My sister has been a school teacher for over 30 years and I can appreciate the hard work you do. It was hard for my sister to make the transition from one American State (New York) to another (New Jersey)! She had to get a New Jersey teaching License, as the New York License was not acceptable!  So I can see the difficulty in going from Australia back to China!

My sister has a Bachelor’s Degree in Education and a Masters Degree in Early Childhood Development.  Recently, I saw the work she was doing for her Doctorate.  I believe it will be in Educational Psychology.
She had to analyze a lot of data on students using Microsoft Excel, SPSS (Statistical Package for Social Sciences) and Amos (by IBM).

I have never worked in another country, but I have worked for many foreign banks (Indonesian, Greek and Israeli) in New York.  I could see that each bank has its own culture, its own unique way of doing things.   It can be a long process, but I believe you can adapt to any environment.

Last December, I had 4 job interviews in one week, after many months with none!  48 hours before my first interview, I developed a terrible tooth ache!  But I still went on all four interviews.  I told one interviewer that I am usually much better looking than this, but my face is swollen from the bad tooth.  (I did not want to postpone the interviews by going to the Dentist! Later, I did go to the Dentist! ) I did not get a job in Accounting/ Bookkeeping, but I am now focused on creative writing.

I also have suffered from Lymphedema (swelling of the legs) for 20 years and a Spastic Colon (upset stomach) for 36 years.  (I am 60 years old.)  As you said, “what does not kill me, makes me stronger”.  (I believe the German Philosopher Friedrich Nietzsche (1844-1900) first said that.)  I am inspired by reading the Psalms.  Very often King David had a bad day.  He was being chased by Saul or the Philistines.  He was in the desert with little water.  But somehow, he finds the “silver lining” in each cloud.   Somehow, he finds hope in a situation that seems hopeless.  That is inspiring to me and gives me strength to carry on.  That is how we persevere through life, by finding hope wherever we can.

It was tough for me to pay $120 a month to the Electric Company.  (That covers $60 current usage and $60 to cover part of the $300 I owe them from previous bills!) I called them and explained my situation.  They gave me a new agreement.  So this month, I pay only $55 and next month, current charges plus $25, or only $85 per month.   I believe I am going to not only survive but thrive.

I also want to thank Ms. Natasha Bedingfield for the song “Unwritten”,  which inspired me as I struggled to “unclog” the words in my head “to open up the dirty window and let the Sun illuminate the words I could not find”, as the song says.  Somehow, after I was “staring at the blank page [or computer screen] before me”, as the song also says, those needed words were then transmitted from my head, and I then put the words on paper (or on the computer screen)!

I am not a “Professional Writer”.  I think of the process of writing as analogous to the creation of Laser Light:  I understand that the light in a Laser bounces back and forth between the two ends of the Laser.  One end is slightly transparent and eventually, the Laser Light shoots out of that end, in a very tight, coherent beam, with the photons marching together, like a well-disciplined army.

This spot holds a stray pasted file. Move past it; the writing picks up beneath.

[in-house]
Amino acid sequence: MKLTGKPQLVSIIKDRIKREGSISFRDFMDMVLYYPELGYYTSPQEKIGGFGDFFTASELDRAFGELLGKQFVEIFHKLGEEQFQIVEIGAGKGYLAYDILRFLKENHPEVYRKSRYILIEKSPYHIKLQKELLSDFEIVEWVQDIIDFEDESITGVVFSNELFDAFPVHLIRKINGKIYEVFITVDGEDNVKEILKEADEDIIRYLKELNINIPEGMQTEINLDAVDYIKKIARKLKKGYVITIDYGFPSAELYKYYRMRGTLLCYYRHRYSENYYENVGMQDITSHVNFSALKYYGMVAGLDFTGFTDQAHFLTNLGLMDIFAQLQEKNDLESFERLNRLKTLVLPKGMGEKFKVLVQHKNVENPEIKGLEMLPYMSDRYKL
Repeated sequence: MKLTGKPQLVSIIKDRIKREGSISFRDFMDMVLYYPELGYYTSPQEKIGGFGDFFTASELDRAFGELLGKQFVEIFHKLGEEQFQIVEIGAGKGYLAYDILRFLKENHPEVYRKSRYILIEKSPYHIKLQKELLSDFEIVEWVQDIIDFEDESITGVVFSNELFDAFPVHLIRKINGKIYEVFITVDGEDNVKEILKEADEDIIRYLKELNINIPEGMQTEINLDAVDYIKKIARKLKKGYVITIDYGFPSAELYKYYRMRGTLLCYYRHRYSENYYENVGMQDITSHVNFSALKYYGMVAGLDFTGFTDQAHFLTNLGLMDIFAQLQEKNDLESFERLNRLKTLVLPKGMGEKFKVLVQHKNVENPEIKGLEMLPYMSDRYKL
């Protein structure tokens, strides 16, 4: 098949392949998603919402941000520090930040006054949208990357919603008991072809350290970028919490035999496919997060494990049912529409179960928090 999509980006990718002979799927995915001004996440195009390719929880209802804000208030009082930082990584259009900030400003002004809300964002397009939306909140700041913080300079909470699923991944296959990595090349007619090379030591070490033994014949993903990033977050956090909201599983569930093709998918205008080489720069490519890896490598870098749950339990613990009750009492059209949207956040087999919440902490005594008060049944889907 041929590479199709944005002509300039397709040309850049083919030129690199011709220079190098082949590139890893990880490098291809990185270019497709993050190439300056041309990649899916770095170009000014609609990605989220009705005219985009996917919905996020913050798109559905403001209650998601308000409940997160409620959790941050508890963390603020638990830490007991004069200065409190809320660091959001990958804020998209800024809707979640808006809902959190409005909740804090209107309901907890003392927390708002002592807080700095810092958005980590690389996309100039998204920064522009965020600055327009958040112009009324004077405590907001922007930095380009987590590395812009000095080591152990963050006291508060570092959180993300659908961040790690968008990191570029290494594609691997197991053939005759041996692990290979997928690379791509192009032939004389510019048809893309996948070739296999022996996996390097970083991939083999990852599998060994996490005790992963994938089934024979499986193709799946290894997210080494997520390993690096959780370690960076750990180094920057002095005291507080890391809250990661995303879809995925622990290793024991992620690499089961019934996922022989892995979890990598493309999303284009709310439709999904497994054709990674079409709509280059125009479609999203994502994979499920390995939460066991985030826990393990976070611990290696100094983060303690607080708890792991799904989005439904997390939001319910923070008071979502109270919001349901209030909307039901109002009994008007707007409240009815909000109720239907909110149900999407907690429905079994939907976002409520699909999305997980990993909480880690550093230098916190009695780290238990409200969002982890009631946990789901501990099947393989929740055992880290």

In my writing, the words may “bounce” around in my head a lot, much like the photons in a Laser.  Even though one side of my head is not “transparent”, the words eventually DO come out and onto the paper, or the computer screen!  The words may not be 100 percent “coherent” at first.  However, after some rewriting and “polishing”, I leave it to the reader to judge whether my writing is as “coherent” as a Laser Beam.

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  • The Purpose of Reading 2018-4-12 13:45

    we have the same feeling about. reading,reading. really tells us a lot especially when welearn foreign can help us to understand other. country's culture and customs.therefore,when we talk. in foreign languages.we. needn't worry about. making too. much also can enrich our life.let's enjoy reding

  • Why don't We Stand Out and Fight? 2018-4-4 14:14

    It is actually emotionally and mentally healthy to have nursing homes for old people in residential areas, and makes it easy for families to visit their elderly relations regularly.
    Death happens to everyone and it is stupid to hide it away. Death is not bad luck - it will happen to you and me.
    In some European countries there are homes for the elderly next to kindergartens, and everyone benefits from interacting with each other on a daily basis.
    The elderly benefit from interacting with children and keeps them mentally alert, whereas the young learn about death as a normal part of life.

    For a country that supposedly 'respects' their elders, China has a very superstitious attitude to death and dying.
    where i am from, the elderly are allowed and supported by family and state) to be independent and in their own homes.
    Where medical treatment is needed, residential homes allow the elderly appropriate facilities in towns and cities while their families can visit easily and local residents can interact with them.
    In addition, local communities benefit from being able to interact with these residents and the residents can still be part of a local community, not hidden away as something to be ashamed of or 'taboo'.

    Shame on China for such medieval superstitious attitudes regarding death.
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    Do you want to be isolated and hidden away when you are old and your family don't want to or can't visit you?